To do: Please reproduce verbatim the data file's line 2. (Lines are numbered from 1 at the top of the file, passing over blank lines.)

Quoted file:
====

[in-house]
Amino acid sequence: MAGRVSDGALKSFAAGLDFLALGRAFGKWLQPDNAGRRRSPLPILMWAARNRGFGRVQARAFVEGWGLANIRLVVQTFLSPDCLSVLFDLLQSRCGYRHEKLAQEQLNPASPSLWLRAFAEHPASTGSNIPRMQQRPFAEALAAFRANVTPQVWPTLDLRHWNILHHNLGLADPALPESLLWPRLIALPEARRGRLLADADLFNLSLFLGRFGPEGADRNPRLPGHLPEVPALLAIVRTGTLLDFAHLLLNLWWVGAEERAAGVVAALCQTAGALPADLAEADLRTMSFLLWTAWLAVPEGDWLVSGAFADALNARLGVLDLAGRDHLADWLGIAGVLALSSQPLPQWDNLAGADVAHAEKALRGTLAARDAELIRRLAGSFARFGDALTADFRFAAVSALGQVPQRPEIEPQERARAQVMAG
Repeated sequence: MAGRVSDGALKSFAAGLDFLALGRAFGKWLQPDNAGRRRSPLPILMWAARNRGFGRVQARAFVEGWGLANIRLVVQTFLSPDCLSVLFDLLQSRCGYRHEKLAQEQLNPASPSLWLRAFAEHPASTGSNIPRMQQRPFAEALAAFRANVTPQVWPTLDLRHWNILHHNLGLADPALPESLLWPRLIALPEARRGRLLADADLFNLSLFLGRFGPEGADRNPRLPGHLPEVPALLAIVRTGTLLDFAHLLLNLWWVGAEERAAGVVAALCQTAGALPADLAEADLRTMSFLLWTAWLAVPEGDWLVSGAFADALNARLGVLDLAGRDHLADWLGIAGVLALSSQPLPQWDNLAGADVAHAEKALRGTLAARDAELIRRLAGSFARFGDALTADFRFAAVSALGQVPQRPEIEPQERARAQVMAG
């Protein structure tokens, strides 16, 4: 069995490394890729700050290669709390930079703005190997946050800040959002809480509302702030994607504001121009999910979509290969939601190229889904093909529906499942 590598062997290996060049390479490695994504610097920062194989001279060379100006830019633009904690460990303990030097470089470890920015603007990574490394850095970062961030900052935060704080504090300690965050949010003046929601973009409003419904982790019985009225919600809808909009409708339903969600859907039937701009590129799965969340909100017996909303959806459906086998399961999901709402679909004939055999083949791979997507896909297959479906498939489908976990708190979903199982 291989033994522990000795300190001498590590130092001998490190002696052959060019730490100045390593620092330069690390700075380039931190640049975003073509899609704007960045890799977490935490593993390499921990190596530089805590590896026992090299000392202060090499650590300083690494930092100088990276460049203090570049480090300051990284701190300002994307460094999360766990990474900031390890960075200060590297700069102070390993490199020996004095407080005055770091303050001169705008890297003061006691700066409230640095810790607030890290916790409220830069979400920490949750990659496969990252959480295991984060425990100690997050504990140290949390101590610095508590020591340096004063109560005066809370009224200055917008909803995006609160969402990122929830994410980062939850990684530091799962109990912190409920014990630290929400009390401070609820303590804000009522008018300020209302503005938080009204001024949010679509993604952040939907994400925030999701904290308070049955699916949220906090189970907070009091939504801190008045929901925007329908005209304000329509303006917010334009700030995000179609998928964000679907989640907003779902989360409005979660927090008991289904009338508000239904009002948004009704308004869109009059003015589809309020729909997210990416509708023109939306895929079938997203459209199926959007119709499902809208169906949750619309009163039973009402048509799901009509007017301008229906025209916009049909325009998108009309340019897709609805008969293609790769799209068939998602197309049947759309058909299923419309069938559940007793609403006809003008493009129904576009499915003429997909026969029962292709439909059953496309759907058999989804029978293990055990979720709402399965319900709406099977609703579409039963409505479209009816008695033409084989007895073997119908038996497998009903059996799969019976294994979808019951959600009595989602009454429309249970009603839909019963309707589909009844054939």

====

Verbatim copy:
Amino acid sequence: MAGRVSDGALKSFAAGLDFLALGRAFGKWLQPDNAGRRRSPLPILMWAARNRGFGRVQARAFVEGWGLANIRLVVQTFLSPDCLSVLFDLLQSRCGYRHEKLAQEQLNPASPSLWLRAFAEHPASTGSNIPRMQQRPFAEALAAFRANVTPQVWPTLDLRHWNILHHNLGLADPALPESLLWPRLIALPEARRGRLLADADLFNLSLFLGRFGPEGADRNPRLPGHLPEVPALLAIVRTGTLLDFAHLLLNLWWVGAEERAAGVVAALCQTAGALPADLAEADLRTMSFLLWTAWLAVPEGDWLVSGAFADALNARLGVLDLAGRDHLADWLGIAGVLALSSQPLPQWDNLAGADVAHAEKALRGTLAARDAELIRRLAGSFARFGDALTADFRFAAVSALGQVPQRPEIEPQERARAQVMAG